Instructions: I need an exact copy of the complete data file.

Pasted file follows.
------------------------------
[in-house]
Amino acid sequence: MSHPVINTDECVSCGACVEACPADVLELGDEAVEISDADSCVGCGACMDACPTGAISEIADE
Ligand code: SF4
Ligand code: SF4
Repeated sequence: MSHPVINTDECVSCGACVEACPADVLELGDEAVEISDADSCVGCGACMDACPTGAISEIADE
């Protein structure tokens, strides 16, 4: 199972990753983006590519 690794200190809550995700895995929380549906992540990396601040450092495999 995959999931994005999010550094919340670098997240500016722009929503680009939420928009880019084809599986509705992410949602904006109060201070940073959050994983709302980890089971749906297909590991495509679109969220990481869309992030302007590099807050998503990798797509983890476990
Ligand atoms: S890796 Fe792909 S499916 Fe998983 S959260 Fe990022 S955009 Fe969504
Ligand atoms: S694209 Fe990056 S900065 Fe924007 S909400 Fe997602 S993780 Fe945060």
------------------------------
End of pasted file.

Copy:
[in-house]
Amino acid sequence: MSHPVINTDECVSCGACVEACPADVLELGDEAVEISDADSCVGCGACMDACPTGAISEIADE
Ligand code: SF4
Ligand code: SF4
Repeated sequence: MSHPVINTDECVSCGACVEACPADVLELGDEAVEISDADSCVGCGACMDACPTGAISEIADE
């Protein structure tokens, strides 16, 4: 199972990753983006590519 690794200190809550995700895995929380549906992540990396601040450092495999 995959999931994005999010550094919340670098997240500016722009929503680009939420928009880019084809599986509705992410949602904006109060201070940073959050994983709302980890089971749906297909590991495509679109969220990481869309992030302007590099807050998503990798797509983890476990
Ligand atoms: S890796 Fe792909 S499916 Fe998983 S959260 Fe990022 S955009 Fe969504
Ligand atoms: S694209 Fe990056 S900065 Fe924007 S909400 Fe997602 S993780 Fe945060």